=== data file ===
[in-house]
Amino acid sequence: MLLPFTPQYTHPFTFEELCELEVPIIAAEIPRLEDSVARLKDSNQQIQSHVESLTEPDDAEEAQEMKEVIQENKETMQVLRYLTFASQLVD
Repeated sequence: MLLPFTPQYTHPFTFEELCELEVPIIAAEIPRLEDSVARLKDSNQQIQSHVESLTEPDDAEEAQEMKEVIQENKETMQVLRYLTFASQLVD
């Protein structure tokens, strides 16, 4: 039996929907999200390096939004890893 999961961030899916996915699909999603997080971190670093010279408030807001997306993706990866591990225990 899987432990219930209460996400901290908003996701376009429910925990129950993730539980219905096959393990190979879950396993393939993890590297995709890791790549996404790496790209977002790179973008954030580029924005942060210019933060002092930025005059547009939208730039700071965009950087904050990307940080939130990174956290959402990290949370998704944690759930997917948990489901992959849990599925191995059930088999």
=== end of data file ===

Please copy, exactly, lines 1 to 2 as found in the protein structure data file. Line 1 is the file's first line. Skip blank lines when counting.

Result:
[in-house]
Amino acid sequence: MLLPFTPQYTHPFTFEELCELEVPIIAAEIPRLEDSVARLKDSNQQIQSHVESLTEPDDAEEAQEMKEVIQENKETMQVLRYLTFASQLVD